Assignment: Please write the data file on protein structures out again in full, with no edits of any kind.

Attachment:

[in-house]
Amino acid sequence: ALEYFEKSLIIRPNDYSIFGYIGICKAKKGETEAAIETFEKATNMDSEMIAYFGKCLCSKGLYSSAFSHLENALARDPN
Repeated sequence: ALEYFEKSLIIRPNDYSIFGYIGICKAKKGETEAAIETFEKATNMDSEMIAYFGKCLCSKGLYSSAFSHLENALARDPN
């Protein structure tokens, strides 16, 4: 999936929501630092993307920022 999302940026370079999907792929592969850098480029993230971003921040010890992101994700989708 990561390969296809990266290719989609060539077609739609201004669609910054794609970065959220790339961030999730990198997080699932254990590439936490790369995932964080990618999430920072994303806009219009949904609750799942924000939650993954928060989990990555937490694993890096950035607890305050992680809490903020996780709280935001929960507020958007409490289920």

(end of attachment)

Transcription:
[in-house]
Amino acid sequence: ALEYFEKSLIIRPNDYSIFGYIGICKAKKGETEAAIETFEKATNMDSEMIAYFGKCLCSKGLYSSAFSHLENALARDPN
Repeated sequence: ALEYFEKSLIIRPNDYSIFGYIGICKAKKGETEAAIETFEKATNMDSEMIAYFGKCLCSKGLYSSAFSHLENALARDPN
């Protein structure tokens, strides 16, 4: 999936929501630092993307920022 999302940026370079999907792929592969850098480029993230971003921040010890992101994700989708 990561390969296809990266290719989609060539077609739609201004669609910054794609970065959220790339961030999730990198997080699932254990590439936490790369995932964080990618999430920072994303806009219009949904609750799942924000939650993954928060989990990555937490694993890096950035607890305050992680809490903020996780709280935001929960507020958007409490289920």